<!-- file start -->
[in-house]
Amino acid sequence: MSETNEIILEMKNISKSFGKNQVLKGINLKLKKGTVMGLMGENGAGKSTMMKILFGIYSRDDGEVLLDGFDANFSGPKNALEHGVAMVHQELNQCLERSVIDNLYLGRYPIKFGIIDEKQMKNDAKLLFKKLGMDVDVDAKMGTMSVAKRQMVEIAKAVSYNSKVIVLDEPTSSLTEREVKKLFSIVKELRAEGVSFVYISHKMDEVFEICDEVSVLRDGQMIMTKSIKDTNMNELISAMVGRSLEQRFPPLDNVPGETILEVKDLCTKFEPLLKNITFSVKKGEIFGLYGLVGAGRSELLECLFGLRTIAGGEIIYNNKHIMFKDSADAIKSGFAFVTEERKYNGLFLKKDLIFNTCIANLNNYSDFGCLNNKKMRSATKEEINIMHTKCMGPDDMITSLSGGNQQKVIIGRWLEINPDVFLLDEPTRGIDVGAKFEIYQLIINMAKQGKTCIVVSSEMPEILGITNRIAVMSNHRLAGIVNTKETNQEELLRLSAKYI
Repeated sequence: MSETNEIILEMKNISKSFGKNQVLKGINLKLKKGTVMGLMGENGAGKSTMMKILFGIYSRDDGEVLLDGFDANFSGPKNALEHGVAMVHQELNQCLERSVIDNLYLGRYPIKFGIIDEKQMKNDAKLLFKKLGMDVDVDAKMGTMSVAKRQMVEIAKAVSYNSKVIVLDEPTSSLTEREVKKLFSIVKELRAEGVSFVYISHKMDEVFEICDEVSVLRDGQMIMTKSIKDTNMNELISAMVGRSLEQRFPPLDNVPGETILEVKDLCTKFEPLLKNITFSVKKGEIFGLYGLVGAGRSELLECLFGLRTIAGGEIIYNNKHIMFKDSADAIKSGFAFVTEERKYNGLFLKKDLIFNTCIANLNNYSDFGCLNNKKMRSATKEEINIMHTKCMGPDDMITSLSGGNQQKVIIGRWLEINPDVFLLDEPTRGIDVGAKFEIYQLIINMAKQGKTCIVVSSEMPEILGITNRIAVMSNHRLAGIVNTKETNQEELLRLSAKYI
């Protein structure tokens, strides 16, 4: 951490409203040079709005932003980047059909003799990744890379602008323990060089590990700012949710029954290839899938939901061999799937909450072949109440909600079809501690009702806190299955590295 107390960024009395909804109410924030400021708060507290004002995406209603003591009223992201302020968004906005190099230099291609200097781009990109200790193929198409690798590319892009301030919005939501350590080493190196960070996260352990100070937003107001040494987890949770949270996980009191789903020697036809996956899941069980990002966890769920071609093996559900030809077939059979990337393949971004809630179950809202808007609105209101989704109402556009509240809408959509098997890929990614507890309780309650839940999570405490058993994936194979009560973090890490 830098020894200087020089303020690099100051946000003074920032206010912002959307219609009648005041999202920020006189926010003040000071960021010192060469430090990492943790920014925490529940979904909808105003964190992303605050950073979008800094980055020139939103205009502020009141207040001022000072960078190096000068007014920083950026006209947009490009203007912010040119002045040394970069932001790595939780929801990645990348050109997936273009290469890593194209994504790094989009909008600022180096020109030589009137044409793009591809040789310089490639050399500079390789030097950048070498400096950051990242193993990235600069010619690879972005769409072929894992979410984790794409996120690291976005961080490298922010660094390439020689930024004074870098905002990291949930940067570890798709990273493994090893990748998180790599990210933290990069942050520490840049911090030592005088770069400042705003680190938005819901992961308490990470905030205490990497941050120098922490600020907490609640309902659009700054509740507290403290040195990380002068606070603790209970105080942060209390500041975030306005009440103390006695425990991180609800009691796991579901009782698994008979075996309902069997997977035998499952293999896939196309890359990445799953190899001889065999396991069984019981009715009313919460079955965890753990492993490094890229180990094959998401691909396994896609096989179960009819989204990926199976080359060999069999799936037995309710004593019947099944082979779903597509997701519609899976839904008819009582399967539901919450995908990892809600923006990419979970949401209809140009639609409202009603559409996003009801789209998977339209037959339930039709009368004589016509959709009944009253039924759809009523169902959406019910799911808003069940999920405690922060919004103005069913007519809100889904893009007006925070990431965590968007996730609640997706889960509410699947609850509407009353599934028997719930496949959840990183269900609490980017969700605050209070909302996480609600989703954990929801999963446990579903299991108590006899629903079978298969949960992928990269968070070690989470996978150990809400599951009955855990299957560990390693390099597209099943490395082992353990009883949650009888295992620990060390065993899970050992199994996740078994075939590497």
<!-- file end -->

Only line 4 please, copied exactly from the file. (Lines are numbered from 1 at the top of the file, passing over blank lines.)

């Protein structure tokens, strides 16, 4: 951490409203040079709005932003980047059909003799990744890379602008323990060089590990700012949710029954290839899938939901061999799937909450072949109440909600079809501690009702806190299955590295 107390960024009395909804109410924030400021708060507290004002995406209603003591009223992201302020968004906005190099230099291609200097781009990109200790193929198409690798590319892009301030919005939501350590080493190196960070996260352990100070937003107001040494987890949770949270996980009191789903020697036809996956899941069980990002966890769920071609093996559900030809077939059979990337393949971004809630179950809202808007609105209101989704109402556009509240809408959509098997890929990614507890309780309650839940999570405490058993994936194979009560973090890490 830098020894200087020089303020690099100051946000003074920032206010912002959307219609009648005041999202920020006189926010003040000071960021010192060469430090990492943790920014925490529940979904909808105003964190992303605050950073979008800094980055020139939103205009502020009141207040001022000072960078190096000068007014920083950026006209947009490009203007912010040119002045040394970069932001790595939780929801990645990348050109997936273009290469890593194209994504790094989009909008600022180096020109030589009137044409793009591809040789310089490639050399500079390789030097950048070498400096950051990242193993990235600069010619690879972005769409072929894992979410984790794409996120690291976005961080490298922010660094390439020689930024004074870098905002990291949930940067570890798709990273493994090893990748998180790599990210933290990069942050520490840049911090030592005088770069400042705003680190938005819901992961308490990470905030205490990497941050120098922490600020907490609640309902659009700054509740507290403290040195990380002068606070603790209970105080942060209390500041975030306005009440103390006695425990991180609800009691796991579901009782698994008979075996309902069997997977035998499952293999896939196309890359990445799953190899001889065999396991069984019981009715009313919460079955965890753990492993490094890229180990094959998401691909396994896609096989179960009819989204990926199976080359060999069999799936037995309710004593019947099944082979779903597509997701519609899976839904008819009582399967539901919450995908990892809600923006990419979970949401209809140009639609409202009603559409996003009801789209998977339209037959339930039709009368004589016509959709009944009253039924759809009523169902959406019910799911808003069940999920405690922060919004103005069913007519809100889904893009007006925070990431965590968007996730609640997706889960509410699947609850509407009353599934028997719930496949959840990183269900609490980017969700605050209070909302996480609600989703954990929801999963446990579903299991108590006899629903079978298969949960992928990269968070070690989470996978150990809400599951009955855990299957560990390693390099597209099943490395082992353990009883949650009888295992620990060390065993899970050992199994996740078994075939590497």